The fact is that if you want to build teams or organizations capable of innovating, you need diversity. Diversity enhances creativity. It encourages the search for novel information and perspectives, leading to better decision making and problem solving. Diversity can improve the bottom line of companies and lead to unfettered discoveries and breakthrough innovations. Even simply being exposed to diversity can change the way you think. This is not just wishful thinking: it is the conclusion I draw from decades of research from organizational scientists, psychologists, sociologists, economists and demographers.

Via The New York Times, “Diversity Makes You Brighter”

The findings were striking. When participants were in diverse company, their answers were 58 percent more accurate. The prices they chose were much closer to the true values of the stocks. As they spent time interacting in diverse groups, their performance improved.

In homogeneous groups, whether in the United States or in Asia, the opposite happened. When surrounded by others of the same ethnicity or race, participants were more likely to copy others, in the wrong direction. Mistakes spread as participants seemingly put undue trust in others’ answers, mindlessly imitating them. In the diverse groups, across ethnicities and locales, participants were more likely to distinguish between wrong and accurate answers. Diversity brought cognitive friction that enhanced deliberation.

The bottom line is that, except for a few isolated cases (good job, Rutherford County!), we’re not taking integration seriously as a lever of reform/school improvement.

We should be.

A version of this post appeared on the Nashville Jefferson tumblr page

Further reading:

Thoughts on Annual Student Assessments

Dan Lawson is the Director of Schools at Tullahoma City Schools

The Issue: Assessments of student academic progress.  As you well know, The state of Tennessee is transitioning assessments from our former suite to the new TNReady assessments.  Furthermore, you are also well aware of the fact that many of the standards on which the current assessment is based are currently under review with consideration for additions and removal.  

 

The Background: In the scenario I described about teachers and growth scores, a senior teacher representing a lauded math department was able to present data that clearly and convincingly aligned our instruction with two critical components in our academic program in Tullahoma City Schools: ACT and Advanced Placement.  As he visited with me, he did so with a concern that can best be characterized by this summary:  Our instructional path produces ACT and Advanced Placement scores significantly above the state average and if we teach all the prescribed TNReady standards in timeframes aligned with TNReady assessments, we are concerned that our student performance on ACT and Advanced PLacement assessments will decline.

Certainly, that statement is based on the experiences and anecdotes of my staff members, but there is tremendous logic in this fundamental question.  Since one of our primary purposes and expected outcomes is to produce students who are “college and career ready” as measured by ACT or SAT, why don’t we allow schools and districts with the desire to do so to assess based on the ACT or SAT suite of services aligned with the measure we aspire to accomplish?  While the issue of assessment often is directly linked to the issue of accountability, I submit that the accountability of most schools and districts would be enhanced by reporting scores that both our students and their parents readily understand.  To that end, nearly every high school student enrolled in Tennessee high schools clearly understands the difference between a “15” and a “30” on the ACT.  That understanding makes it much easier for a teacher and school leader to discuss and propose interventions to address the “15” that has been reported for that student.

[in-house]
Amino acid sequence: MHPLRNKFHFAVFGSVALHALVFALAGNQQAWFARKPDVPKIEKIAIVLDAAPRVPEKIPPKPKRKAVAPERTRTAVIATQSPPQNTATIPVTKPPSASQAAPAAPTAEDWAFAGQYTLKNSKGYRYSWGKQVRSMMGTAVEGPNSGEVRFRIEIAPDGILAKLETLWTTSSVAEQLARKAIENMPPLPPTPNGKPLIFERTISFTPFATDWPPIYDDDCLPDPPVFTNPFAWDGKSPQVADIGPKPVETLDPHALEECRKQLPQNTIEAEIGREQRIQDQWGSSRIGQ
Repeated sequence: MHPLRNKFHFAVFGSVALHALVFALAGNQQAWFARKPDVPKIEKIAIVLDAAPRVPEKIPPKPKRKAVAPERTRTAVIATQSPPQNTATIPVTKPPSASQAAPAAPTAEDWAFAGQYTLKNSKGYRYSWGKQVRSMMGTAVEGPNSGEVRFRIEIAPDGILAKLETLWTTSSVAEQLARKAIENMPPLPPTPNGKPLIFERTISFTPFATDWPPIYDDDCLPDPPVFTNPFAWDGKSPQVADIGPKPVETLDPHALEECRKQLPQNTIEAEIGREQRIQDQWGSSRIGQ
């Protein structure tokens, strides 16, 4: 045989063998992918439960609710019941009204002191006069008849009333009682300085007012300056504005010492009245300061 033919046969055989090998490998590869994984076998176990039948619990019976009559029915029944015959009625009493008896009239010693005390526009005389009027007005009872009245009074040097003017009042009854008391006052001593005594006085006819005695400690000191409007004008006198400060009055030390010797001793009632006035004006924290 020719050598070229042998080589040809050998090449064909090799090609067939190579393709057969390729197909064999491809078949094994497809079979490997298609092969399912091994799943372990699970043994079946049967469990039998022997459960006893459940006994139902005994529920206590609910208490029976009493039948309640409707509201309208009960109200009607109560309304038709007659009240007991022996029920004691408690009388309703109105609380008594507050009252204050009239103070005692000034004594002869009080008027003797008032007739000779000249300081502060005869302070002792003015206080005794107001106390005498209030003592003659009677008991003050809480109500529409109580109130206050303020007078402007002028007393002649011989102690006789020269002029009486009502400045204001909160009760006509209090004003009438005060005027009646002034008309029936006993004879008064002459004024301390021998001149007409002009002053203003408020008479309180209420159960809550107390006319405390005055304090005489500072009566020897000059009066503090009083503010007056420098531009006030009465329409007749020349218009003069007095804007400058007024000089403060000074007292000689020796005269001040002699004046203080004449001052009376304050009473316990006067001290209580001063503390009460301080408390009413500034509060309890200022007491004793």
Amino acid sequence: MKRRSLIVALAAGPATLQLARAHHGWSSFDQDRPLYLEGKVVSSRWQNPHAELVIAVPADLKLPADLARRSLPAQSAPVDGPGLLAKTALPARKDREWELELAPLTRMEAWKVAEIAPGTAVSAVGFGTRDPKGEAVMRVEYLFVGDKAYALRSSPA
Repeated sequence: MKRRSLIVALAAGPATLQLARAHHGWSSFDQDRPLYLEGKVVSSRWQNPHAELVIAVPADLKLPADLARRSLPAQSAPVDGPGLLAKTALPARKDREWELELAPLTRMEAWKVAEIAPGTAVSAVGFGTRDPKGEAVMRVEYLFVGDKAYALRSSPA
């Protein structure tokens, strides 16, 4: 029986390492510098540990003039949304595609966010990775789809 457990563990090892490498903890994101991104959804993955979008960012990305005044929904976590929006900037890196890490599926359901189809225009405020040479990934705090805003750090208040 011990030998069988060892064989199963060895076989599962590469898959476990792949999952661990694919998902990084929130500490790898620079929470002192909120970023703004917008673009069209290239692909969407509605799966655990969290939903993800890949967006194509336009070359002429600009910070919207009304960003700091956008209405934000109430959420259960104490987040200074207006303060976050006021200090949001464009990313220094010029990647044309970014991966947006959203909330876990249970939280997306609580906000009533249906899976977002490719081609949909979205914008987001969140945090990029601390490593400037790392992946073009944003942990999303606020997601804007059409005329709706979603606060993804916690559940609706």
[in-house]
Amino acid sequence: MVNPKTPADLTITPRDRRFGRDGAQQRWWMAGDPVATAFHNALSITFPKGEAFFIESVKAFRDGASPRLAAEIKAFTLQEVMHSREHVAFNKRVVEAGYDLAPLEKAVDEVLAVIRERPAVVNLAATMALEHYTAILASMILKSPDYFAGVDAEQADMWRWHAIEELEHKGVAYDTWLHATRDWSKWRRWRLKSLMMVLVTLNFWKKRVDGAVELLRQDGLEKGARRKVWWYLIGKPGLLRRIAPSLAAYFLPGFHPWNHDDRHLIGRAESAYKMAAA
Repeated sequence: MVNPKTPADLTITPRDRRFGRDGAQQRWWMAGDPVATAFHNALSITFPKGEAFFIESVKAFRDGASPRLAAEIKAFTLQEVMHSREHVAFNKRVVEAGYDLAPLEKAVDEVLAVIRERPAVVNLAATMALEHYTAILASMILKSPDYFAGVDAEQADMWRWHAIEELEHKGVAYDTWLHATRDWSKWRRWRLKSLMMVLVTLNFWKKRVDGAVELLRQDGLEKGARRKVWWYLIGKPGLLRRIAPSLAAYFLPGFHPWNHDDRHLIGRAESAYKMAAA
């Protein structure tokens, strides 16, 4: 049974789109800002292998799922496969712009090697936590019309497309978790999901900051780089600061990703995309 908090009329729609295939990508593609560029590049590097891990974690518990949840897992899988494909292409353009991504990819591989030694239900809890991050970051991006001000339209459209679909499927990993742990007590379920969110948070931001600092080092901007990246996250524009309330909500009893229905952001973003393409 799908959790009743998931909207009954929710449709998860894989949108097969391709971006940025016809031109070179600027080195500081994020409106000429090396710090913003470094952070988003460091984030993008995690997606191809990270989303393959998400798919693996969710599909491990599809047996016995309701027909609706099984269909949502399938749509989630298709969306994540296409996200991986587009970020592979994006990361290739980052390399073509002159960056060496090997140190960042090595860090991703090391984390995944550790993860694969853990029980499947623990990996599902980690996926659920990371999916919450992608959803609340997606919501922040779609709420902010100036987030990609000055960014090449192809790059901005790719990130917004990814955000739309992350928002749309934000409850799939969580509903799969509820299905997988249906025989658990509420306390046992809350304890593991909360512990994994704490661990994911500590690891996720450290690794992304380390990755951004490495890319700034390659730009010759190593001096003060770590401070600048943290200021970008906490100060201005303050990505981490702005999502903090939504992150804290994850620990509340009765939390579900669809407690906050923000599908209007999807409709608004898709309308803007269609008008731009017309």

A Proposed Solution: There has been a misalignment in the testing/teaching standards from SAT 10 to TCAP to ACT and this misalignment has allowed some system’s to experience low TVAAS scores for K-2, 3-8, and 9-12 assessments. Until we pick a plan and follow that plan, we will be hard pressed to see college and career readiness expand in Tennessee. IF college and career readiness is really our goal, then don’t we need a clearly and cleanly aligned set of standards to reach that goal?

 

Align the state assessment with the ACT or SAT suite of services.  I understand that concerns exist suggesting that we can not accomplish that outcome and be compliant with state procurement, but I am also well aware of the fact that other states utilize the ACT suite today.  I am confident that we have the ability to accomplish anything that the state of Alabama has accomplished.

For more on education politics and policy in Tennessee, follow @TNEdReport

Growth Scores and Teacher Tenure

Dan Lawson is the Director of Schools at Tullahoma City Schools. This post reflects his thoughts on the current use of TVAAS as it relates to teacher tenure.

 

The issue: “growth scores” as a determinant for teacher tenure recommendations.

 

The Background: I employ an outstanding young teacher who enjoyed three consecutive years of a level “4”+ evaluations and those scores were moved to a “5” based on the TCAP growth score. In the “old tenure” model, that teacher would have been eligible for tenure recommendation to our Board of Education upon completion of three years of services and the recommendation of their superintendent.